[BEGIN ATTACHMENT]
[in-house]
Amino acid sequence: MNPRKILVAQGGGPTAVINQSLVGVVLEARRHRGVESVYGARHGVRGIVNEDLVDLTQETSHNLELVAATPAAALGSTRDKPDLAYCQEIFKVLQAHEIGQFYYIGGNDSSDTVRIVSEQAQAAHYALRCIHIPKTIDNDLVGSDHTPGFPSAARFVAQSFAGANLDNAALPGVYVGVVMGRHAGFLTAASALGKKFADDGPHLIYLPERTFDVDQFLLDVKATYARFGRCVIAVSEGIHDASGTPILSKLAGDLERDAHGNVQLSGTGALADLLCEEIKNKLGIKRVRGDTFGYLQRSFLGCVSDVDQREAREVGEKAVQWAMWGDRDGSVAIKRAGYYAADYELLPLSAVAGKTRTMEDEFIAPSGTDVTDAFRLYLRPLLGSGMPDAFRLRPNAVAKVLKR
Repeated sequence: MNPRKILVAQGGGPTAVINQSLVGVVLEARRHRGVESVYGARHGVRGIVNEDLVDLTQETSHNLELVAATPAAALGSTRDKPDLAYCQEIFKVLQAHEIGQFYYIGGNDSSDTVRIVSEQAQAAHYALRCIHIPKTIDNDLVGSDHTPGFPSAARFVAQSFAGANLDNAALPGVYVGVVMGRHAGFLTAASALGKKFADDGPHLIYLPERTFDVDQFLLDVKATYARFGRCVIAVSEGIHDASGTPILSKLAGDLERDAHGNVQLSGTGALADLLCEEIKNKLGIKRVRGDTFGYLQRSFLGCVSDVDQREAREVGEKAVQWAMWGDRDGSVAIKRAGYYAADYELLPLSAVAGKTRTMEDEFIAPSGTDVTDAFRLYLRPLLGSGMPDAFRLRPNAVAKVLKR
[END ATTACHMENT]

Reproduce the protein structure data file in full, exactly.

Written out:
[in-house]
Amino acid sequence: MNPRKILVAQGGGPTAVINQSLVGVVLEARRHRGVESVYGARHGVRGIVNEDLVDLTQETSHNLELVAATPAAALGSTRDKPDLAYCQEIFKVLQAHEIGQFYYIGGNDSSDTVRIVSEQAQAAHYALRCIHIPKTIDNDLVGSDHTPGFPSAARFVAQSFAGANLDNAALPGVYVGVVMGRHAGFLTAASALGKKFADDGPHLIYLPERTFDVDQFLLDVKATYARFGRCVIAVSEGIHDASGTPILSKLAGDLERDAHGNVQLSGTGALADLLCEEIKNKLGIKRVRGDTFGYLQRSFLGCVSDVDQREAREVGEKAVQWAMWGDRDGSVAIKRAGYYAADYELLPLSAVAGKTRTMEDEFIAPSGTDVTDAFRLYLRPLLGSGMPDAFRLRPNAVAKVLKR
Repeated sequence: MNPRKILVAQGGGPTAVINQSLVGVVLEARRHRGVESVYGARHGVRGIVNEDLVDLTQETSHNLELVAATPAAALGSTRDKPDLAYCQEIFKVLQAHEIGQFYYIGGNDSSDTVRIVSEQAQAAHYALRCIHIPKTIDNDLVGSDHTPGFPSAARFVAQSFAGANLDNAALPGVYVGVVMGRHAGFLTAASALGKKFADDGPHLIYLPERTFDVDQFLLDVKATYARFGRCVIAVSEGIHDASGTPILSKLAGDLERDAHGNVQLSGTGALADLLCEEIKNKLGIKRVRGDTFGYLQRSFLGCVSDVDQREAREVGEKAVQWAMWGDRDGSVAIKRAGYYAADYELLPLSAVAGKTRTMEDEFIAPSGTDVTDAFRLYLRPLLGSGMPDAFRLRPNAVAKVLKR